Friday, 29 May 2015

Muntjac: a deer with fangs

There is a possibility that, next year at The Institute, I will be asked to teach Molecular Biology and Immunology to our 4th Year Biologists. I had my annual timetable meeting with the new HoD and was boasting about my research record discovering genes of immunological interest in chickens Gallus gallus and cows Bos taurus.  Suddenly I twigged that my roomie has been kicked upstairs to a part-time admin position and was looking to shed her 4hrs/wk MolBol&Imm lectures!  Bottling out and back-pedalling, I stoutly asserted I was a) old and b) hoping to coast quietly down-river to retirement and that c) it would be better taught by some young person more up to date with his/her MolBio. After I thought a bit and acquired a backbone, I e-mailed the HoD to say that I'd be happy to teach MolBolImmunol if that would help the cause. We'll see and you'll hear how that turns out in due course. Then over the w/e El Asturiano sent me a link about the Indian Muntjac and I was kick-started to think that I could do whole chunks of the 4th Year course just talking about cetartiodactyls, a word I find I used without definition [shame] a couple of weeks ago. For starters I could tell them a war story from the battle with morphologists by which molecular evolutionists defined a new mammalian order Cetartiodactyla to include cows, sheep, goats, antelopes, pigs, hippos, llamas, camels and . . . whales.
Mais revenons nous a nos muntjacs. The genus Muntiacus consists of about a dozen species of small deer.  Fossils that can fit into this genus have been found in Miocene [7-24mya] deposits in Central Europe, making it one of the oldest extant types of deer. M. reevesi the Chinese muntjac has been introduced into England through the ineptitude of the Duke of Bedford who allowed these exotics to escape from his estate at Woburn in 1925.  Since then the species has spread to pretty much every county. Munjacs are small, but you can differentiate an adult muntjac from a juvenile some-other-deer by the presence of its tusks - enlarged upper canines most clearly seen on the stripped skull [L above].  That's not so surprising as pigs are cetartiodactyls also although they tend to develop the lower canines into formidable weapons. The most extreme example of canine development is in Babyrousa babyrussa known in English as . . . the babirusa. Their upper canines start development pointing downwards and then, in males, do an extraordinary and elaborate curve upwards to punch through the maxilla to create a fearsome curlicue in front of the eyes.  What are the developmental signals that drive that?  Dunno, but my students next year are going to find out!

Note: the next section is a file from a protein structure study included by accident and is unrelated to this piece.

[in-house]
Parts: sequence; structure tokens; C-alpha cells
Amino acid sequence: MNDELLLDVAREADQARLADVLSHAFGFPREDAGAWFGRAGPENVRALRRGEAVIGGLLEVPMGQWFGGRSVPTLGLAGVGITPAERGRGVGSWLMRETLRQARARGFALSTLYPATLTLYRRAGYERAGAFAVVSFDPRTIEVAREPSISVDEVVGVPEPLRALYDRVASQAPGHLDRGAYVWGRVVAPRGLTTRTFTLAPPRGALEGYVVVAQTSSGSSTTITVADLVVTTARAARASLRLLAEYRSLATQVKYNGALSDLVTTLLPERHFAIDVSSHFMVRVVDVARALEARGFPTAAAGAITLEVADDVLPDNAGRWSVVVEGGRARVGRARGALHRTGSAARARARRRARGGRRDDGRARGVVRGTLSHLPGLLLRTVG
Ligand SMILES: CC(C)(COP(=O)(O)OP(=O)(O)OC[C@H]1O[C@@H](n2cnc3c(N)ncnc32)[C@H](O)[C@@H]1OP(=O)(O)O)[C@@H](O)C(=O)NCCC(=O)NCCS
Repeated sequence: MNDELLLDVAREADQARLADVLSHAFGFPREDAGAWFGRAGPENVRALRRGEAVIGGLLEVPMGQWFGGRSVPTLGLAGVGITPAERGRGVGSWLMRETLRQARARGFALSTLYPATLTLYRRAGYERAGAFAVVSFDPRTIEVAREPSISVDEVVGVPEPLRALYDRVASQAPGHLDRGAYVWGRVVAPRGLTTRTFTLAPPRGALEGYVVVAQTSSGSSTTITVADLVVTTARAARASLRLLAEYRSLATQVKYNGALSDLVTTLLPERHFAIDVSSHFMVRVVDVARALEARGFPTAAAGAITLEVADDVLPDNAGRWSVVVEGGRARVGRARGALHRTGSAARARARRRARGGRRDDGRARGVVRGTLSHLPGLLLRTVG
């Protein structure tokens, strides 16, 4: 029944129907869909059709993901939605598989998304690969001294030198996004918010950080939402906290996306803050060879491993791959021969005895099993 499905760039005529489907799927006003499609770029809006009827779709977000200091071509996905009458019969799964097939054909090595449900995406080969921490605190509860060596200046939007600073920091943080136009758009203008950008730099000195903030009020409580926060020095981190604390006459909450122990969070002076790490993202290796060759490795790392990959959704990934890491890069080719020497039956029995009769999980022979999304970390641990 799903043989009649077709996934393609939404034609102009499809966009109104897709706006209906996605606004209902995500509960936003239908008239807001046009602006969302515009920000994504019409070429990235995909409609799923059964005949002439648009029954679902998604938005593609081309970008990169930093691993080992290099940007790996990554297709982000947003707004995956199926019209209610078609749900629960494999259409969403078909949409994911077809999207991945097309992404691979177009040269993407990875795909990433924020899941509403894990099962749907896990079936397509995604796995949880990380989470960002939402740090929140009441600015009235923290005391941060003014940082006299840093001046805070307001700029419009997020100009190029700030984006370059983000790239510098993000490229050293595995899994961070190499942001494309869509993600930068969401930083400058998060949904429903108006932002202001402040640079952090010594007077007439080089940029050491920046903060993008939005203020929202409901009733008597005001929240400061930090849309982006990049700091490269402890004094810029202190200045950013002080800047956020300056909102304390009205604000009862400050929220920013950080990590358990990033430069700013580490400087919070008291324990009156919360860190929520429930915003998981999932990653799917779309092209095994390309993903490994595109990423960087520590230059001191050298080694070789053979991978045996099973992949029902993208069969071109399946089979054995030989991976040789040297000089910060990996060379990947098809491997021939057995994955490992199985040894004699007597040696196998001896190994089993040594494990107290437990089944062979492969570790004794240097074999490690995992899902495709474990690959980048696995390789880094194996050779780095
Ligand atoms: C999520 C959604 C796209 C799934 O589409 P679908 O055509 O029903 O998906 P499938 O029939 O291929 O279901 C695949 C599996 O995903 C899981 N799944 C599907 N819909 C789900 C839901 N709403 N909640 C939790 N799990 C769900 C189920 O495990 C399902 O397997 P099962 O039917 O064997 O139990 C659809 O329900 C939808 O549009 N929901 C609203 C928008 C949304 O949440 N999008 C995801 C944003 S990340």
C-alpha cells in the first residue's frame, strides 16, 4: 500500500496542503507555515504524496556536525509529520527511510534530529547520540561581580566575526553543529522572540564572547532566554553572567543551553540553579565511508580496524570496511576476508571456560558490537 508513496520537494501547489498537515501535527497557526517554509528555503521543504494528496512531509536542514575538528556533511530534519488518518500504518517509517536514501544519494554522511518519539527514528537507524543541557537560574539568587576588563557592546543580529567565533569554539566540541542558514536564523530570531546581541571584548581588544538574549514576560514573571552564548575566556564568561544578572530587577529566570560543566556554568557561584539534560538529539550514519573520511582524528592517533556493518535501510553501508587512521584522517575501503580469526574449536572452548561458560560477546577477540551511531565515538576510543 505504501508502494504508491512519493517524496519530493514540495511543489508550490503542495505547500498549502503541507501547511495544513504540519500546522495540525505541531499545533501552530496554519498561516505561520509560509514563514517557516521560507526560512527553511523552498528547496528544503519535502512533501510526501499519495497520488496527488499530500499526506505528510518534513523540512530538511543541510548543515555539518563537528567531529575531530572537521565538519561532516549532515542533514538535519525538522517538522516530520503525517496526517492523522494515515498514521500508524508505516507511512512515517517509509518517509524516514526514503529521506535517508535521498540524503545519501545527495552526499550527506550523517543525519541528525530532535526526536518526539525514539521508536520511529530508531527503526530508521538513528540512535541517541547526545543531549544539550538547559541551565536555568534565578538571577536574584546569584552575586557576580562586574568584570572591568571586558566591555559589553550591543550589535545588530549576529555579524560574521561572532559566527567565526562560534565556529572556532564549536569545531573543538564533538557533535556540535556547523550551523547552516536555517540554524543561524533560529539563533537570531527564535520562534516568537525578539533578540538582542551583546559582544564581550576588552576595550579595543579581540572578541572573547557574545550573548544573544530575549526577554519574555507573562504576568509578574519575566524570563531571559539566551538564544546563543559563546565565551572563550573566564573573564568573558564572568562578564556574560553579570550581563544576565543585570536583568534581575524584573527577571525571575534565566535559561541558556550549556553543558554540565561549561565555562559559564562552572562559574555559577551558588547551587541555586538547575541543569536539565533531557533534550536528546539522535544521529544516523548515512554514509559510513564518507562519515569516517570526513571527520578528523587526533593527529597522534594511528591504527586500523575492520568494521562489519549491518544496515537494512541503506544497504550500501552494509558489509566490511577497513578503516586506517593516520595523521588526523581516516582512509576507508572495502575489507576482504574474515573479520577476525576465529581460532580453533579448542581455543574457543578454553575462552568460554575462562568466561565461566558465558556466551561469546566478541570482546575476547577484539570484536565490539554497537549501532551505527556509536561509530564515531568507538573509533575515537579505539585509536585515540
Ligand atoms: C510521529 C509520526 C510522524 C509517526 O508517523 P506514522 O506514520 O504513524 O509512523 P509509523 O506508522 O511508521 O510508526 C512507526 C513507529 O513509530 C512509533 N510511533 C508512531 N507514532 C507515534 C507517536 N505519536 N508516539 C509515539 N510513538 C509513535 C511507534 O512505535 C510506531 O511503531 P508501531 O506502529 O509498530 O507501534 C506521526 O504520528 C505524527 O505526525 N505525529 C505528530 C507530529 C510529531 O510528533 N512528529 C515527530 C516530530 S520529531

Muntiacus reevesi has a more or less normal number of chromosomes at 2N=46, which happens to be the same number as we have but it has a sister species Muntiacus muntjak which is only distinguishable from M. reevesi through very careful scrutiny by an expert 'deerologist'. M. muntjak, in contrast to Bedford's Folly, has the distinction of having the smallest number of chromosomes of any mammal at 2N=6,7.  The 6,7 indicates another bizarre trait: females have 6 chromosomes (2 pairs of 'autosomes' + XX), males in this species have 7 (2 pairs of 'autosomes' + X+Y1+Y2).  Somewhere along the way, their Y chromosome has gotten split into two unequal halves.  Despite this absurd difference in chromosome count, the two species are interfertile, sort of, the cross yields viable offspring but they are sterile in  the same way as crosses between horses Equus caballus and donkeys Equus africanus asinus are called mules or hinnies (depending on which species is the jumper and which the jumpee).

Everybode kno that mules are sterile at least partly because they cannot sort out the discrepancy in chromosome number of their parents 2N=64 for horse and 2N=62 for donkeys and the hybrids have an odd number at 2N=63 presumably with two short chromosomes from horse trying to pair up with a single long one from the donkey parent. In fact not all female mules are sterile and there have been numerous (but still proportionately rare) examples since the time of Herodotus. The Muntiacus hybrid must be a real mess at meiosis when the pairs of chromosomes line up to halve their number to produce the gametes: sperm and egg. Lest you think that the USA has a corner on gun-nuts, you can shoot a muntjak in England if you have a gun and £75.  The deer which I illustrate [R] to show they are but little (and not fierce) are neither sleeping nor smiling, they are venison.

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